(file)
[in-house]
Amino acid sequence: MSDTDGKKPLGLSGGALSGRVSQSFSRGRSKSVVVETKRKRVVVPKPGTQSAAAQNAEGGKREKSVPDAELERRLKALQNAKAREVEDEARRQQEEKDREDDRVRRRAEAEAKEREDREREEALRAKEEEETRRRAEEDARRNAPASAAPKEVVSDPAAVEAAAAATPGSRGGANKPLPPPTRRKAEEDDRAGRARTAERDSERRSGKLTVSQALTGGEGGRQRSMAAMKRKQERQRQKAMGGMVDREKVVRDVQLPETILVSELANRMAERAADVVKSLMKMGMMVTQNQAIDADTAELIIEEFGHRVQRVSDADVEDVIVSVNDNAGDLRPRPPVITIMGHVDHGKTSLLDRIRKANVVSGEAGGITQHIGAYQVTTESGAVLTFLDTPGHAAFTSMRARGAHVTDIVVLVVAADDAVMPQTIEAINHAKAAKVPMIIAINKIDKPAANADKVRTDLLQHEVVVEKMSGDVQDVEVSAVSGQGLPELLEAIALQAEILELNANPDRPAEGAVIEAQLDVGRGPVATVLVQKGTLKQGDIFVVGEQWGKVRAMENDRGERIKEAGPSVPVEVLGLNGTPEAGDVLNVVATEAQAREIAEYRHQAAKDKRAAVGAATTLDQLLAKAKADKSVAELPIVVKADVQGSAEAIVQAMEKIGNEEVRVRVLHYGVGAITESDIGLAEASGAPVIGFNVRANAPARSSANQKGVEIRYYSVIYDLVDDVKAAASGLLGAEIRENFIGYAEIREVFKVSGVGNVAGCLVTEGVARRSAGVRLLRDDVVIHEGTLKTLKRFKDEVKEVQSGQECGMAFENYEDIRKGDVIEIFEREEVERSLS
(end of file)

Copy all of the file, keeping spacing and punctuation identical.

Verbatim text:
[in-house]
Amino acid sequence: MSDTDGKKPLGLSGGALSGRVSQSFSRGRSKSVVVETKRKRVVVPKPGTQSAAAQNAEGGKREKSVPDAELERRLKALQNAKAREVEDEARRQQEEKDREDDRVRRRAEAEAKEREDREREEALRAKEEEETRRRAEEDARRNAPASAAPKEVVSDPAAVEAAAAATPGSRGGANKPLPPPTRRKAEEDDRAGRARTAERDSERRSGKLTVSQALTGGEGGRQRSMAAMKRKQERQRQKAMGGMVDREKVVRDVQLPETILVSELANRMAERAADVVKSLMKMGMMVTQNQAIDADTAELIIEEFGHRVQRVSDADVEDVIVSVNDNAGDLRPRPPVITIMGHVDHGKTSLLDRIRKANVVSGEAGGITQHIGAYQVTTESGAVLTFLDTPGHAAFTSMRARGAHVTDIVVLVVAADDAVMPQTIEAINHAKAAKVPMIIAINKIDKPAANADKVRTDLLQHEVVVEKMSGDVQDVEVSAVSGQGLPELLEAIALQAEILELNANPDRPAEGAVIEAQLDVGRGPVATVLVQKGTLKQGDIFVVGEQWGKVRAMENDRGERIKEAGPSVPVEVLGLNGTPEAGDVLNVVATEAQAREIAEYRHQAAKDKRAAVGAATTLDQLLAKAKADKSVAELPIVVKADVQGSAEAIVQAMEKIGNEEVRVRVLHYGVGAITESDIGLAEASGAPVIGFNVRANAPARSSANQKGVEIRYYSVIYDLVDDVKAAASGLLGAEIRENFIGYAEIREVFKVSGVGNVAGCLVTEGVARRSAGVRLLRDDVVIHEGTLKTLKRFKDEVKEVQSGQECGMAFENYEDIRKGDVIEIFEREEVERSLS